Furthermore, you will probably need to book everything ahead of time. Many backup artistes and dancers, for example, play in multiple bands and have to learn the original music of songwriters that hire them, and cover songs for weddings or corporate gigs. When they don’t have enough time to rehearse with you, errors may surface at your performance. This also is why it is important to master your own stuff that you won’t make any error, and when they [backup group] mess up, you hold the performance together up to the end. Best way to do this is by storing all this music in your head. It gets easier with practice, but in the beginning you’ll need to learn how to organize it – for you and for the “helpers”.

  • Humility/ Openness.

This also helps in being well organized. When dealing with people that don’t know much about music and not much more about the business, you have to be able to lead most of the conversation. Offer suggestions, draw up contracts, and know how to say what you want without coming off as impatient or greedy. Don’t be too proud to ask questions.

At the other end of the spectrum you’ll be dealing with other musicians. Show up to the first rehearsal with the music prepared. If it’s your show or you are just the music director, make sure your music is written neatly or created in a program. If you expect the other musicians to learn from a CD or MP3s, make sure they have the proper tracks and are aware of any key changes or cuts that are not on the recordings. These things will make the first rehearsal run as smoothly as possible.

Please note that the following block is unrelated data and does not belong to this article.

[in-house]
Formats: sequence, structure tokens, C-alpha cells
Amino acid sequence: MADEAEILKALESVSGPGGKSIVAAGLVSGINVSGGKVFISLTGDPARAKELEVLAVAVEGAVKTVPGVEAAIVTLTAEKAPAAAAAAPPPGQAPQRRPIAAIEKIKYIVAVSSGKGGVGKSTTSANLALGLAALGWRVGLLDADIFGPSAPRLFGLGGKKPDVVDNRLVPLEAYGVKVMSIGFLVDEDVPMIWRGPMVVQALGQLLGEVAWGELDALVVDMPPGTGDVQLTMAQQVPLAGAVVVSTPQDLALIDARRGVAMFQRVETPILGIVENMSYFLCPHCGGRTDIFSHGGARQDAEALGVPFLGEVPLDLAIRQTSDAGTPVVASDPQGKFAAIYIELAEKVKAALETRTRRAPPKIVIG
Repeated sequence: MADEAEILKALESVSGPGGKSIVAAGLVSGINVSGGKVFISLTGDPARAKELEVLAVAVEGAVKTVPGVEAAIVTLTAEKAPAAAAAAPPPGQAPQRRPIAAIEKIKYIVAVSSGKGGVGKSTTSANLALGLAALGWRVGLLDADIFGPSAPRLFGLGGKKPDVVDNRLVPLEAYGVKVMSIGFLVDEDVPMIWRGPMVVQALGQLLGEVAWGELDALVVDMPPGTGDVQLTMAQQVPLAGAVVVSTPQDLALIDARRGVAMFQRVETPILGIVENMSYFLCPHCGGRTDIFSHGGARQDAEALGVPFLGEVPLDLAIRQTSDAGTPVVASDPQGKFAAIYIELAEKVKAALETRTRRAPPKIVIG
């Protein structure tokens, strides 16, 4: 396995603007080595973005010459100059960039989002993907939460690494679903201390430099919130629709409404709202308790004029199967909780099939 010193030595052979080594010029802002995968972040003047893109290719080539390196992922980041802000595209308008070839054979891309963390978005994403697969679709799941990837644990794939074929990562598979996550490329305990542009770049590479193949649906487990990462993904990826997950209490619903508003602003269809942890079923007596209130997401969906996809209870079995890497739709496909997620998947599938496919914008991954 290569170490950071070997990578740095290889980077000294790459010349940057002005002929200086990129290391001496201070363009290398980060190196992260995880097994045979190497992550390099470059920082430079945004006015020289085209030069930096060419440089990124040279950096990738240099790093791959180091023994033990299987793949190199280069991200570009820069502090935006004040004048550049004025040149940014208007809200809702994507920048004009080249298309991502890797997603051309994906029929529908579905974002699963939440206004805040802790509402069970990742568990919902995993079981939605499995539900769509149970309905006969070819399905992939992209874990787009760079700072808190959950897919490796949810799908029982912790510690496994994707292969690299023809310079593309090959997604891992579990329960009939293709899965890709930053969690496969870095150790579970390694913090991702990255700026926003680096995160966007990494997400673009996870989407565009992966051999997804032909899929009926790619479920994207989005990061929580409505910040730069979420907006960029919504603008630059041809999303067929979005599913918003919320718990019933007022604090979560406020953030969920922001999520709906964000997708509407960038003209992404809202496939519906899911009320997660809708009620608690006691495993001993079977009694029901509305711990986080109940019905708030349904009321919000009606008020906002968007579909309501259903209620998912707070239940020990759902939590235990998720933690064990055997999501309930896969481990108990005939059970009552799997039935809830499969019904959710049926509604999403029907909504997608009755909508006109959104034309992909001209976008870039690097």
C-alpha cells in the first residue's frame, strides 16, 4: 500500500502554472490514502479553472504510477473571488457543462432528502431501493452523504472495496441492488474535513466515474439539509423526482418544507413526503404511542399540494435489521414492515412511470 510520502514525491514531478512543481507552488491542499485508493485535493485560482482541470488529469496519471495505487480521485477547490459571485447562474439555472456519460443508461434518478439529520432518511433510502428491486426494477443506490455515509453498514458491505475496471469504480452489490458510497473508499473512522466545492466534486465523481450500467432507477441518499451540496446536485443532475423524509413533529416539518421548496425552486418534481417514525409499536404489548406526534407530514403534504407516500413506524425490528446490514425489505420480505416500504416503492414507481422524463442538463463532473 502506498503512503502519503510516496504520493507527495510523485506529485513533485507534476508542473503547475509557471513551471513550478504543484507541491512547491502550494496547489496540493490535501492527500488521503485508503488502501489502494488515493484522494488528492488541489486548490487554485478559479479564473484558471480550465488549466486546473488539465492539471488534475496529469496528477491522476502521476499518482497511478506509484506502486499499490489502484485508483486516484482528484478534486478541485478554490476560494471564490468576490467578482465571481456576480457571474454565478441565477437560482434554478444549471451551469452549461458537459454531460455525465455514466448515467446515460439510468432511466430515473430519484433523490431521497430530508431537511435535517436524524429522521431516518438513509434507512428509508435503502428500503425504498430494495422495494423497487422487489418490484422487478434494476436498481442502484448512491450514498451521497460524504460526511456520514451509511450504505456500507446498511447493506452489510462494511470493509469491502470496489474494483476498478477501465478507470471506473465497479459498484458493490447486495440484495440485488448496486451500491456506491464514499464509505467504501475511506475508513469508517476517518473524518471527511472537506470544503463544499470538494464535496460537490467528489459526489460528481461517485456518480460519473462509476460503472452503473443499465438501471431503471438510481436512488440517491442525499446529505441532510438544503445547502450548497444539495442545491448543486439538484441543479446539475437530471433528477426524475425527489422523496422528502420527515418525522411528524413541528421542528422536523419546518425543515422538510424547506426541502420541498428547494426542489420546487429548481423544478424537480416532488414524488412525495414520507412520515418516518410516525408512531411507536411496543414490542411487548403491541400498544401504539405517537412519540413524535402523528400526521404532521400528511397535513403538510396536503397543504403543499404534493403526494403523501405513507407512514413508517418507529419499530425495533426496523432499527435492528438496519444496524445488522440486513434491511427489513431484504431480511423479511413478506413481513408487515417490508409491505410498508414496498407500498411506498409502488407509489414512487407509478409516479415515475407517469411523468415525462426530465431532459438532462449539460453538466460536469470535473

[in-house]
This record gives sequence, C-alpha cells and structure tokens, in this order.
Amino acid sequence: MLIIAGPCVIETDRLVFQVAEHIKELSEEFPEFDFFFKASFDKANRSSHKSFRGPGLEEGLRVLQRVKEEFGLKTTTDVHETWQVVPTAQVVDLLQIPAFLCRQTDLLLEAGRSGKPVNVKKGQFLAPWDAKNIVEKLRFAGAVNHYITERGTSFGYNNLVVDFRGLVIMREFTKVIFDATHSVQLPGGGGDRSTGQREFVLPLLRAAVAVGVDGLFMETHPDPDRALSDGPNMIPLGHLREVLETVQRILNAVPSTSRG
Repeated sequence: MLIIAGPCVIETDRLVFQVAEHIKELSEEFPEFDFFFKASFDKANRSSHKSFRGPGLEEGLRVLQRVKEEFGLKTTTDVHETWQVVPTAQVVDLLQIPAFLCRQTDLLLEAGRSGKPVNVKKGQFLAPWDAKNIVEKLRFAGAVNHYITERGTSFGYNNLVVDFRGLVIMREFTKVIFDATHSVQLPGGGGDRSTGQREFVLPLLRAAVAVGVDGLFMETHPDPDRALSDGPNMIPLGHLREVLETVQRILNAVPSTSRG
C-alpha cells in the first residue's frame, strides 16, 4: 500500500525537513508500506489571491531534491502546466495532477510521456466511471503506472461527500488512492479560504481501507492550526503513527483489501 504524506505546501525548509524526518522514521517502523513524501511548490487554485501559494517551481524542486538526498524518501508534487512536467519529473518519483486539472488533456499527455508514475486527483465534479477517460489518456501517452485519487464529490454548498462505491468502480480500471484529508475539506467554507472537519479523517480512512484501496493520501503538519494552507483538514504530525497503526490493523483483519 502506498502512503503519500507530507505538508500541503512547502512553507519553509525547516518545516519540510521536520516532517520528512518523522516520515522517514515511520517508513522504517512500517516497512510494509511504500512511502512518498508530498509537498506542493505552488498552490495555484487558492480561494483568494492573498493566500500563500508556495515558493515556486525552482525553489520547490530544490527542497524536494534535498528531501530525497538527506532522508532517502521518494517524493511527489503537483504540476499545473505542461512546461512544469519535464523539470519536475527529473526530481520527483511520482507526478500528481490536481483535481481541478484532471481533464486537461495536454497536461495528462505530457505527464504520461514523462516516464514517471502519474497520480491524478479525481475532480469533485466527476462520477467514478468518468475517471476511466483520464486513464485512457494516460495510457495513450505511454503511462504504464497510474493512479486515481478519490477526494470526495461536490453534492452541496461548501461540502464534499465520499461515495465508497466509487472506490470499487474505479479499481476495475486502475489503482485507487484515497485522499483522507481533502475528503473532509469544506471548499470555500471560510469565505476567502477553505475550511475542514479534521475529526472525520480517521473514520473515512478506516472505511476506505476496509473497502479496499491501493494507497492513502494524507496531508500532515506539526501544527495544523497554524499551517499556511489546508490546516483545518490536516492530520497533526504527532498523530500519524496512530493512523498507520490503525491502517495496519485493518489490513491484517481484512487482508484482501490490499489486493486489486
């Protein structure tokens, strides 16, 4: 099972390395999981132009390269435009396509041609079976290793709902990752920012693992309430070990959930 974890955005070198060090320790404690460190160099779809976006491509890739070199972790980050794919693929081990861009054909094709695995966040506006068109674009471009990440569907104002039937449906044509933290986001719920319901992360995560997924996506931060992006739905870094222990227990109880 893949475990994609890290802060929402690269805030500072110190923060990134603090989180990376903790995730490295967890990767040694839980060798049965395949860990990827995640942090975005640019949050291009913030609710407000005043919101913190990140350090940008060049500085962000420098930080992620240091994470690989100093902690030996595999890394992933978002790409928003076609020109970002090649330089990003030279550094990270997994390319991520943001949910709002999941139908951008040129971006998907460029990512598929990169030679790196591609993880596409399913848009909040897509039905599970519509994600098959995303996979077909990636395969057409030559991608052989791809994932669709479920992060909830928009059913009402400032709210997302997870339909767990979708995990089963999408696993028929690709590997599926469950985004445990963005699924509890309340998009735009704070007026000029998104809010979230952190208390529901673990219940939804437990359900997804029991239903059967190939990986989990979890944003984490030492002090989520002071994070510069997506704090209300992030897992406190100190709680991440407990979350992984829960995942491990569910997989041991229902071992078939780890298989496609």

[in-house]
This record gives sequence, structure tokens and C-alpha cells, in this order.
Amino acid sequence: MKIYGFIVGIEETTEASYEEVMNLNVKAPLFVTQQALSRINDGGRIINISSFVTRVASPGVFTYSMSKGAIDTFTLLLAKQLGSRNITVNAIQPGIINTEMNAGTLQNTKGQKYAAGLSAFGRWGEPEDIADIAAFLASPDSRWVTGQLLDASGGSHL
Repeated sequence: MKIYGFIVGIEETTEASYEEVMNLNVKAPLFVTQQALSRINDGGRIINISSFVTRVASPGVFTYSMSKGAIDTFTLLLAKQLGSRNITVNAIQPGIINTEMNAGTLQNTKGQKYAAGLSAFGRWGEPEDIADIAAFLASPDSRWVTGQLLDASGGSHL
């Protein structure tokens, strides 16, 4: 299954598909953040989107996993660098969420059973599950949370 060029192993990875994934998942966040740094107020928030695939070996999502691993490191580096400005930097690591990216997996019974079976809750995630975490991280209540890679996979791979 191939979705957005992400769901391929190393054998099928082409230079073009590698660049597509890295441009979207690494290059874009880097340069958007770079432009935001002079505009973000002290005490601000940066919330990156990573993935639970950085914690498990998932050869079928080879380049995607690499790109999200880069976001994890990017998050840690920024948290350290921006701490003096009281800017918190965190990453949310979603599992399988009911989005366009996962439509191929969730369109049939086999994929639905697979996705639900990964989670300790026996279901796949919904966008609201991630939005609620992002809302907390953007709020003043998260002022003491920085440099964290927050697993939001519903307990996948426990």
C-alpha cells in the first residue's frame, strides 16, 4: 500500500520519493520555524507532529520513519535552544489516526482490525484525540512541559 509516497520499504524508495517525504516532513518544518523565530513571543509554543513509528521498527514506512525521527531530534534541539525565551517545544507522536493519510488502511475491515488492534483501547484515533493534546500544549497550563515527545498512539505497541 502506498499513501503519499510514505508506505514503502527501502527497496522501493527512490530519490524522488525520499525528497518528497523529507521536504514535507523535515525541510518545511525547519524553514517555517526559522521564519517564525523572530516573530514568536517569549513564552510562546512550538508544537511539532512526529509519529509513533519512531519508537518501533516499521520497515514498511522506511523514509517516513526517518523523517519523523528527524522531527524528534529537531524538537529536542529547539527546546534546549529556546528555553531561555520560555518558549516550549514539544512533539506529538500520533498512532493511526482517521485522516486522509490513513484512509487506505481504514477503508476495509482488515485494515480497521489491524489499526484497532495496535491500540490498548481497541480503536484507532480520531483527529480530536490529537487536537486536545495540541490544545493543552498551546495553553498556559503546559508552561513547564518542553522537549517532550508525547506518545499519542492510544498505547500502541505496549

• Blending as a team.

Any professional musician should not only be able to play or sing their butt off, they should be able to tone it down and play what’s called for in the music. Stereotypically speaking, guitar players are notorious for turning their amps up too loud and never shutting up. Singers zone out when they’re not singing and miss their entrances. Drummers are too loud. Piano players don’t listen to each other and the whole group ends up sounding sloppy as a whole section. This should be like music’s first lesson but it’s often over looked.

While it’s very important to nail your solo, it’s more important to blend in with the ensemble or make the soloist sound better. Playing tastefully and in the appropriate style will get you more calls than being able to shred.

  • Preparation

The biggest distinction between a professional musician and everyone else is “homework”. This is like in any field. A professional merchant is expected to know his target audience well just like a teacher ought to know the class he instructs. Similarly, a professional musician is expected to show up for the concert with the right instruments, appropriate costume, and all set to nail the music.

Note: It is very important for a professional musician to always dress appropriately. Whatever the case, make sure you know what to wear vis-à-vis the occasion.

In conclusion, if you want to establish yourself as a professional musician, step back and evaluate the qualities of professionalism. Music is a highly competitive field, and mastering your voice or music instrument is simply the first step to becoming a professional musician. For those that want to take their craft to the next level, the thing that sets professionals apart from the rest is what they can do beyond the obvious.